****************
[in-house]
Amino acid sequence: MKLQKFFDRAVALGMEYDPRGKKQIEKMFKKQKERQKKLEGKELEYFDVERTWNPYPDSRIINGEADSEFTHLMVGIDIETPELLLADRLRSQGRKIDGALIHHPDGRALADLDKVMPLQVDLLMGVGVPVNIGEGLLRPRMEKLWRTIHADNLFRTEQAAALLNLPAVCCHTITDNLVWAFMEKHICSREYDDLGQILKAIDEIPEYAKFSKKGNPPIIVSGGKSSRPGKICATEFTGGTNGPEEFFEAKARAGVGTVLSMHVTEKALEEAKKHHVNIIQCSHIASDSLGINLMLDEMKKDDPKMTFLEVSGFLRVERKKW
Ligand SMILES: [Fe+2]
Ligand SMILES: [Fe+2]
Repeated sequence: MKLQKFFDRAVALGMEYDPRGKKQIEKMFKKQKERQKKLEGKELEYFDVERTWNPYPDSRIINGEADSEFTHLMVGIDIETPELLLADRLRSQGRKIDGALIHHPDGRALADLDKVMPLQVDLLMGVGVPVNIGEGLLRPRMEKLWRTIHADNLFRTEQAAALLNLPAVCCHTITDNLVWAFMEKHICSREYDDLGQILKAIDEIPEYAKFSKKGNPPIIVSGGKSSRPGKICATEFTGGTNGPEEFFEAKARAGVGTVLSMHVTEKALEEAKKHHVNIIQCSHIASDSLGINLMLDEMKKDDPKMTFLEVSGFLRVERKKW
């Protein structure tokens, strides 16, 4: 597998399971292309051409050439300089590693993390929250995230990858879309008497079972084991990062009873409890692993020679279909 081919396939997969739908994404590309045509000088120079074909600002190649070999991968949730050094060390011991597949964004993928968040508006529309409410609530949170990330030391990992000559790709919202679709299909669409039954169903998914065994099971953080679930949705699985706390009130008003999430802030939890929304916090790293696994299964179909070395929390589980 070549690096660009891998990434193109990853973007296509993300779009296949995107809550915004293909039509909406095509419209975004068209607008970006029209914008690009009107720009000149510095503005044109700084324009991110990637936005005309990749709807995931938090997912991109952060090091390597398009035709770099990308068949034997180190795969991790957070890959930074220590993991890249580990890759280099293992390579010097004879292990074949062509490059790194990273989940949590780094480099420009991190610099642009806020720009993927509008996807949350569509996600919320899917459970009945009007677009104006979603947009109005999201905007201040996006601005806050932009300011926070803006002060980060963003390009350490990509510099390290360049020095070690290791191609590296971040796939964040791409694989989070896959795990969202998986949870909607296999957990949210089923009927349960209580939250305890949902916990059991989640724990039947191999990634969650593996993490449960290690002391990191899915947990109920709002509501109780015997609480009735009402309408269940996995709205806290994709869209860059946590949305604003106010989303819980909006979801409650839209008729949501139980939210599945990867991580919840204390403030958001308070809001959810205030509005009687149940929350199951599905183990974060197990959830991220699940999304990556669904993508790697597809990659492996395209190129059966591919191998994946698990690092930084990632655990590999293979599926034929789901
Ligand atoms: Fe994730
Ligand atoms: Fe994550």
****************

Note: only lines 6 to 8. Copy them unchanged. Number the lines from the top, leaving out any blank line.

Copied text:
């Protein structure tokens, strides 16, 4: 597998399971292309051409050439300089590693993390929250995230990858879309008497079972084991990062009873409890692993020679279909 081919396939997969739908994404590309045509000088120079074909600002190649070999991968949730050094060390011991597949964004993928968040508006529309409410609530949170990330030391990992000559790709919202679709299909669409039954169903998914065994099971953080679930949705699985706390009130008003999430802030939890929304916090790293696994299964179909070395929390589980 070549690096660009891998990434193109990853973007296509993300779009296949995107809550915004293909039509909406095509419209975004068209607008970006029209914008690009009107720009000149510095503005044109700084324009991110990637936005005309990749709807995931938090997912991109952060090091390597398009035709770099990308068949034997180190795969991790957070890959930074220590993991890249580990890759280099293992390579010097004879292990074949062509490059790194990273989940949590780094480099420009991190610099642009806020720009993927509008996807949350569509996600919320899917459970009945009007677009104006979603947009109005999201905007201040996006601005806050932009300011926070803006002060980060963003390009350490990509510099390290360049020095070690290791191609590296971040796939964040791409694989989070896959795990969202998986949870909607296999957990949210089923009927349960209580939250305890949902916990059991989640724990039947191999990634969650593996993490449960290690002391990191899915947990109920709002509501109780015997609480009735009402309408269940996995709205806290994709869209860059946590949305604003106010989303819980909006979801409650839209008729949501139980939210599945990867991580919840204390403030958001308070809001959810205030509005009687149940929350199951599905183990974060197990959830991220699940999304990556669904993508790697597809990659492996395209190129059966591919191998994946698990690092930084990632655990590999293979599926034929789901
Ligand atoms: Fe994730
Ligand atoms: Fe994550």